The truth: You are thinking about non stick coatings. The seasoning in cast iron is actually seriously tough. It’s not just stuck to the surface, it’s actually chemically bonded to the metal. So scrape away with a metal spatula and unless you’re actually gouging at the surface, there shouldn’t be any issues. Any little black bits you see will most likely be burnt food from a previous dinner because you didn’t scrub things with soap after the last meal.
Myth 5: “New cast iron pans are just as good as old grannie’s old cast iron. It’s all cast iron.”
The myth: Cast iron pans are cast iron pans. They are all the same cause well, metal is metal.
The truth: The metal is the same yes, but just like everything else the production methods have changed. In the old days, cast iron pans were made by casting and then polishing the resulting pebbly surfaces until smooth. Vintage cast iron tends to have a satiny, smooth finish. However, like anything, popularity for a product meant production scaled up and was streamlined, this final polishing step was dropped from the process. This means newer cast iron still has that bumpy surface.
It is only a minor thing though. So long as you’ve seasoned your pan properly, both vintage and new cast iron should take on a nice smooth, shiny surface, but modern cast iron will never be quite as non-stick as the vintage stuff. I am so jealous of anyone who has family hand me down cast iron.
Seasoning your cast iron
It is actually really easy to season your cast iron, it’s not a big faff at all but I do have one tip to prevent divorce, so read on.
Try cooking on a bare, unseasoned cast iron pan and not only will you see it rust quickly but food will stick like nobody’s business. So to prevent all of this, we season
Now I don’t mean salt and pepper, instead, I mean a hard, protective coating that’s created by heating multiple thin layers of oil on the cast iron. As the oil is heated, it bonds to the metal and to itself in a process called polymerisation, as the oil converts into a form of plastic. After enough layers of seasoning have been applied, what you end up with is a hard, blackened skin that protects the metal.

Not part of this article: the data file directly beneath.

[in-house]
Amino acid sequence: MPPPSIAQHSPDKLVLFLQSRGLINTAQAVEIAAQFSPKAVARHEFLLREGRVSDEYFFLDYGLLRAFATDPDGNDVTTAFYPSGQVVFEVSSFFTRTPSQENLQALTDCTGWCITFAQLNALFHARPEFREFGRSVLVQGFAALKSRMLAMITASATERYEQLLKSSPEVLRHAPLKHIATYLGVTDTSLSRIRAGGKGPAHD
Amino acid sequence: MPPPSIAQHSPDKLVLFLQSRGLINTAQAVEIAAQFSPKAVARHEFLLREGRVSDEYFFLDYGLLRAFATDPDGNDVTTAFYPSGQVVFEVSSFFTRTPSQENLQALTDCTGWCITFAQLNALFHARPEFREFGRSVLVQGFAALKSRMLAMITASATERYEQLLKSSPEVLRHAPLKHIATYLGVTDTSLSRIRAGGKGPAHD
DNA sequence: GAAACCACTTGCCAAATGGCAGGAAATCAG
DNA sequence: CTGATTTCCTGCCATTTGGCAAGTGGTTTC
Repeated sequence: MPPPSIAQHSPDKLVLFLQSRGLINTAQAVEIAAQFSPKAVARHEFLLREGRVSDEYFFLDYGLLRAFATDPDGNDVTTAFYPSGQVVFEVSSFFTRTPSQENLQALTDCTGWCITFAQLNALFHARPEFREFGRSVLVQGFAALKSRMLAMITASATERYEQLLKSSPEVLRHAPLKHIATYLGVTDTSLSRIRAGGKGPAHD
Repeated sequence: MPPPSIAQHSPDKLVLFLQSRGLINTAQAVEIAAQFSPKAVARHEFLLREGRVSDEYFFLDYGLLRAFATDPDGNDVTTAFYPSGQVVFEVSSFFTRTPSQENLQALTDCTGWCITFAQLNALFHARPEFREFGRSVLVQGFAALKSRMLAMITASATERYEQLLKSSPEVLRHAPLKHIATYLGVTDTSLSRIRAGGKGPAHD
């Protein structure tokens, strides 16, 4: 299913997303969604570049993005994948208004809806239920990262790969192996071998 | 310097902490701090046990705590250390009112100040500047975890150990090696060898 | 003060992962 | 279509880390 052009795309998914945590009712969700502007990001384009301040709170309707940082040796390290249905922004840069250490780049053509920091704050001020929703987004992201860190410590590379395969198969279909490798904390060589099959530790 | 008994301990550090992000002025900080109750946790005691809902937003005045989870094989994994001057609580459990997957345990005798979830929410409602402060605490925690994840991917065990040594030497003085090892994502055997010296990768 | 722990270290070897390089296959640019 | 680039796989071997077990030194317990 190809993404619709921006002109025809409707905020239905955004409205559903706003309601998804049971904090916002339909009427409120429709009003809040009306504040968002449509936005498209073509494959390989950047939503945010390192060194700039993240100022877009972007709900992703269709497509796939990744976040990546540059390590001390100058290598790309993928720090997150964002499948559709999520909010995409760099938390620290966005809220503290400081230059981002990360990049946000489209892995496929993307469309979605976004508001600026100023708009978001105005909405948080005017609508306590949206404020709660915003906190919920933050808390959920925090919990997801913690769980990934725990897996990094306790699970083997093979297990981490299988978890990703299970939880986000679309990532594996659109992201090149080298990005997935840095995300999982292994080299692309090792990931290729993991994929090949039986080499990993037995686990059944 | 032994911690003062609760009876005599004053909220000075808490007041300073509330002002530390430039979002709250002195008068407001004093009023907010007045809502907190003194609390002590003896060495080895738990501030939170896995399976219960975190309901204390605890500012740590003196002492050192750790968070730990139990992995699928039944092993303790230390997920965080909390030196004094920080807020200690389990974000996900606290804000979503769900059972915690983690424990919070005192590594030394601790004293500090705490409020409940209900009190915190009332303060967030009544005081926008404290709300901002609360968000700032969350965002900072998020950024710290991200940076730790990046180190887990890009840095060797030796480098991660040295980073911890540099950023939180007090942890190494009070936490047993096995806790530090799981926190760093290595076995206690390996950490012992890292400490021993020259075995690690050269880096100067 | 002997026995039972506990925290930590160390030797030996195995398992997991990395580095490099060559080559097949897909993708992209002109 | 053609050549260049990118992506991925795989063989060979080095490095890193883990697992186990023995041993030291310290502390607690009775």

OK admit it, who thoughtI was talking about flavouring?
When you buy a new pan, it might already come “pre-seasoned”, this means it’s already
So how do I season my cast iron?
Step 1: Wash and dry it
Give your pan a good scrub with warm, soapy water and a scrubby sponge, then dry it thoroughly. Even if you are super careful and use your favourite towel, there might still be some water there so shove it on the cooker for a few minutes to just drive off any water.
Step 2: Rub oil all over it and then buff the oil off ( to make sure it’s a thin layer).
Now it’s is clean and dry, rub it all over, all over, inside and out AND the handle with oil. Any oil will do but be aware that different oils have different smoking temperatures. I use plain old vegetable oil.
It’s important that you rub / buff off the oil after as even a little excess can pool and cause sticky bumps and lumps. You want to build up thin, thin, thin layers.
Top tip, use an old rag, tea towel, t shirt etc, something lint free. DO NOT use paper.
Step 3: Heat
Now you have the pan oiled, you need heat to polymerise it. The best way to do this is to put the pan in a hot oven – upside down – for an hour. HOWEVER… things will get smokey, so to prevent divorce (Kate hates when I get the kitchen stinky and smokey), my top tip is to do this in the garden in the BBQ.
The reason we use an oven (or the BBQ) is
I put the pans in upside down, it’s just added insurance against any excess oil that decides to run and
Step 4: Repeat 3 to 4 Times
When the hour is up, take the pan out. It’s bloody hot though so be VERY careful and rub it once more all over with the oil, buffing it out as before. Repeat this 3 or 4 more times
Just to allay any fears, you don’t need to do this every time you use your pan. Every time you cook in it with some type of fat, think frying steak, bacon etc, you’ll be laying down more seasoning. So you only need to reseason once in a while to keep on top of things.